On 18 July 1932, Berg took on Kid Chocolate again, but this time at the Madison Square Garden Bowl in Queens in front of a 10,000 strong crowd. Once again the pair produced a barnburner of a fight, with Berg walking away with a majority decision. Three months later Chocolate beat Fidel LaBarba to become world junior lightweight champion. Unfortunately the two ‘Kids’ never had the chance to battle over world honours.

'Kid' Chocolate vs Jack 'Kid' Berg vs (2nd bout)

From here on, Berg’s career had a roller coaster motion to it. In his next seven fights he lost three, twice to Cleto Locatelli, once on British soil and once in the US. Then, in his next six fights he lost one by third round KO to Liverpudlian Jimmy Stewart, but bounced back three fights later beating Harry Mizler and in doing so becoming the British lightweight champion.

After a four round demolition of Fred Bastin, Berg fought Frenchman Gustave Humery three times back to back in the opening months of 1935, winning the first encounter by eighth round knockout and losing the next two on points. Humery would go on to become European lightweight champion two years later.

Berg finished off the year with three wins on the bounce, followed by three consecutive defeats to kickstart 1936, which included a points loss in Johannesburg against undefeated South African, Laurie Stevens for the Commonwealth lightweight strap in front of 14,000 people. Despite announcing his retirement following his third straight defeat, he was back in the ring five months later on 24 January 1937, beating Ivor Pickens on points.

Gustave Humery vs Jack 'Kid' Berg (1st bout)

Berg fought 12 times in 1937, all in the UK, winning nine, losing one and drawing two against domestic level opposition. From February 1938 to August 1939, East London’s favourite fighting son fought 25 times, with 24 of the contests on US soil and one in Bermuda against fellow Brit, Marine Bunker (great name), and in doing so walking away with the Bermuda welterweight title. Despite winning 21, losing three and drawing one, it was evident that Berg, now weighing north of welterweight, was no longer world title material.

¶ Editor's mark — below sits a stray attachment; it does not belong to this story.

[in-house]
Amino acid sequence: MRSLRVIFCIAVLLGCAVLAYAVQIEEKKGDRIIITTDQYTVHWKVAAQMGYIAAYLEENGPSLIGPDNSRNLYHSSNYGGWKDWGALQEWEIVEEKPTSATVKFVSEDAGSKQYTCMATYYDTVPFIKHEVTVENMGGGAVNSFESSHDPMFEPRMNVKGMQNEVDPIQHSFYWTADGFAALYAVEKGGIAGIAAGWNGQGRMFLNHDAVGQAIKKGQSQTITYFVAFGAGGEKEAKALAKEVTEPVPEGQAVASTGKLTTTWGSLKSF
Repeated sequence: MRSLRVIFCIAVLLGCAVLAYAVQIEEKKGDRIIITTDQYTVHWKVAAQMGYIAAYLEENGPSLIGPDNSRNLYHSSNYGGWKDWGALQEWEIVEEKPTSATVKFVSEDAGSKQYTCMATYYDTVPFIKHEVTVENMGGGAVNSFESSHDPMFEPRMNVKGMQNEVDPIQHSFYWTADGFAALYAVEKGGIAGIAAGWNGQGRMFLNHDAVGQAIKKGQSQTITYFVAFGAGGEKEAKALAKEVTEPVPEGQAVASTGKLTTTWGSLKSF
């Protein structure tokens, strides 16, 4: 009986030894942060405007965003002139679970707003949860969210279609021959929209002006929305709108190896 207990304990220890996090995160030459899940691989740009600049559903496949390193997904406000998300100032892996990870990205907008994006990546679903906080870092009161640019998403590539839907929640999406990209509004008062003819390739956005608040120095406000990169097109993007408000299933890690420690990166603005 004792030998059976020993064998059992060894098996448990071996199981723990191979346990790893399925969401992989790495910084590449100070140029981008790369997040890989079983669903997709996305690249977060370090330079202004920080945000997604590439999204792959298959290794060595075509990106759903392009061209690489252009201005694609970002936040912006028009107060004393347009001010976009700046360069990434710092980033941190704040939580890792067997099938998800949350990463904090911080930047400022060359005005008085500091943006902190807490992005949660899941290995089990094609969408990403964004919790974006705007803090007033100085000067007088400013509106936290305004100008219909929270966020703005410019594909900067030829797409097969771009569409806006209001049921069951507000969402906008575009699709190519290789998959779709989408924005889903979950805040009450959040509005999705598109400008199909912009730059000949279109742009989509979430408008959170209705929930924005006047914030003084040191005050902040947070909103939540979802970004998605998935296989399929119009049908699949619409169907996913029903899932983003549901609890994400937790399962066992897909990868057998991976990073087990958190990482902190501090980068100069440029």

Shortly after, World War II kicked off, Berg returned back home to Blighty. In his next 22 fights he won 18, including a disqualification win against Eric Boon and of the four losses, one was against Boon’s old foe, teak tough Arthur Danahar. Berg’s last outing was on 19 May 1945 against Johnny McDonald, which he won via fifth round knockout. Berg had amassed an incredible 157 victories in 192 fights spanning over a 21 year career.

After retiring at 35 years old, Berg did what he enjoyed best – remained in the limelight. He appeared on the big screen as a stuntman and actor, starring in a number of films including a couple of the Carry-On movies. In addition to joining the RAF and owning a restaurant, Berg continued to mix in colourful circles including East End criminal Jack Cromer and was even involved in Ronnie and Reggie Krays amateur careers.

Jack ‘Kid’ Berg died at 81 years old on 22 April 1991. He was inducted into the International Jewish Sports Hall of Fame in 1993 and the International Boxing Hall of Fame in 1994. The site he grew up on in Stepney has since been gentrified, but a blue plaque in nearby Noble Court ensures his presence can still be felt.

Flamboyant Berg lived in the fast lane on both sides of the ropes. He rose from dire poverty in the East End of London to become an idol both sides of the pond. He rubbed shoulders with Chicago mobsters during the 1920’s prohibition and hung out with Hollywood actors and of course, actresses. However; let’s be clear about something - he was one hell of a fighter, with his unmistakeable flailing style. It will be a long time before another fighter is worthy of the ‘Kid’ moniker. If they adopt it, they will have a lot to live up to.

Paul Zanon, has had nine books published, with almost all of them reaching the No1 Bestselling spot in their respective categories on Amazon. He has co-hosted boxing shows on Talk Sport, been a pundit on London Live, Boxnation and has contributed to a number of boxing publications, including, Boxing Monthly, The Ring, Daily Sport, Boxing News, Boxing Social, amongst other publications.